Calculus, 7th Edition + Solution
The art of teaching, Mark Van Doren said, is the art of assisting discovery. I have tried to write a book that assists students in discovering calculus—both for its practical power and its surprising beauty. In this edition, as in the first six editions, I aim to convey to the student a sense of the utility of calculus and develop technical competence, but I also strive to give some appreciation for the intrinsic beauty of the subject. Newton undoubtedly experienced a sense of triumph when he made his great discoveries. I want students to share some of that excitement.
The emphasis is on understanding concepts. I think that nearly everybody agrees that this should be the primary goal of calculus instruction. In fact, the impetus for the current calculus reform movement came from the Tulane Conference in 1986, which formulated as their first recommendation:
Focus on conceptual understanding.
I have tried to implement this goal through the Rule of Three: “Topics should be presented geometrically, numerically, and algebraically.” Visualization, numerical and graphical experimentation, and other approaches have changed how we teach conceptual reasoning in fundamental ways. The Rule of Three has been expanded to become the Rule of Four by emphasizing the verbal, or descriptive, point of view as well.
In writing the seventh edition my premise has been that it is possible to achieve conceptual understanding and still retain the best traditions of traditional calculus. The book contains elements of reform, but within the context of a traditional curriculum. I have written several other calculus textbooks that might be preferable for some instructors. Most of them also come in single variable and multivariable versions.
■ Calculus, Seventh Edition, Hybrid Version, is similar to the present textbook in content and coverage except that all end-of-section exercises are available only in Enhanced WebAssign. The printed text includes all end-of-chapter review material.
■ Calculus: Early Transcendentals, Seventh Edition, is similar to the present textbook except that the exponential, logarithmic, and inverse trigonometric functions are covered in the first semester.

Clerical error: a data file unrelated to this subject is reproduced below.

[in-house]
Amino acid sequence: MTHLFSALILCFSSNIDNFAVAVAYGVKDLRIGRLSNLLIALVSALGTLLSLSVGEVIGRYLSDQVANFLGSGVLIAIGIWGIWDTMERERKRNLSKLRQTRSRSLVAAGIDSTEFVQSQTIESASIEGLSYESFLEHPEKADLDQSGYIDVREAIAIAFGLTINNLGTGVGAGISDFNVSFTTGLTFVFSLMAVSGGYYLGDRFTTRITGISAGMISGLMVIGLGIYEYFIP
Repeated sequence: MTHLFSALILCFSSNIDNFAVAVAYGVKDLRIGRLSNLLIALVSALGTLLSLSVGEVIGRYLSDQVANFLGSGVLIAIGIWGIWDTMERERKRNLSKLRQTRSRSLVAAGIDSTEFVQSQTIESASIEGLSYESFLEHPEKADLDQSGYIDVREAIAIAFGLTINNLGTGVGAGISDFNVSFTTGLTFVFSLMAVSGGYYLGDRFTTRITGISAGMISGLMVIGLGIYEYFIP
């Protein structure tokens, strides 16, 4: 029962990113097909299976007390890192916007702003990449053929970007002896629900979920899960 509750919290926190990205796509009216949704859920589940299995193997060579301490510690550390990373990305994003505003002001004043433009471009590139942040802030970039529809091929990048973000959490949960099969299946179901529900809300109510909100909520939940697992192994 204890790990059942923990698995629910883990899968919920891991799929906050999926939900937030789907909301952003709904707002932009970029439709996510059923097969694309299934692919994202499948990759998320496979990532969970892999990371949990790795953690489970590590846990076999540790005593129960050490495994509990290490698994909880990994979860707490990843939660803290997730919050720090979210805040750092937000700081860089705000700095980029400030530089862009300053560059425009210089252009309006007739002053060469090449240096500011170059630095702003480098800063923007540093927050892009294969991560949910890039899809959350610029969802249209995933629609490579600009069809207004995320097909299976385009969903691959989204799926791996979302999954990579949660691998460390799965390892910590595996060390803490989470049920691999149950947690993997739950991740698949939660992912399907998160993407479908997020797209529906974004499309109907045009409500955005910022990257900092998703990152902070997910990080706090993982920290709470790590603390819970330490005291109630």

■ Calculus: Early Transcendentals, Seventh Edition, Hybrid Version, is similar to Calculus: Early Transcendentals, Seventh Edition, in content and coverage except that all end-of-section exercises are available only in Enhanced WebAssign. The printed text includes all end-of-chapter review material.
■ Essential Calculus is a much briefer book (800 pages), though it contains almost all of the topics in Calculus, Seventh Edition. The relative brevity is achieved through briefer exposition of some topics and putting some features on the website.
■ Essential Calculus: Early Transcendentals resembles Essential Calculus, but the exponential, logarithmic, and inverse trigonometric functions are covered in Chapter 3.
■ Calculus: Concepts and Contexts, Fourth Edition, emphasizes conceptual understanding even more strongly than this book. The coverage of topics is not encyclopedic and the material on transcendental functions and on parametric equations is woven throughout the book instead of being treated in separate chapters.
■ Calculus: Early Vectors introduces vectors and vector functions in the first semester and integrates them throughout the book. It is suitable for students taking Engineering and Physics courses concurrently with calculus.
■ Brief Applied Calculus is intended for students in business, the social sciences, and the life sciences.
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|October 11, 2018|
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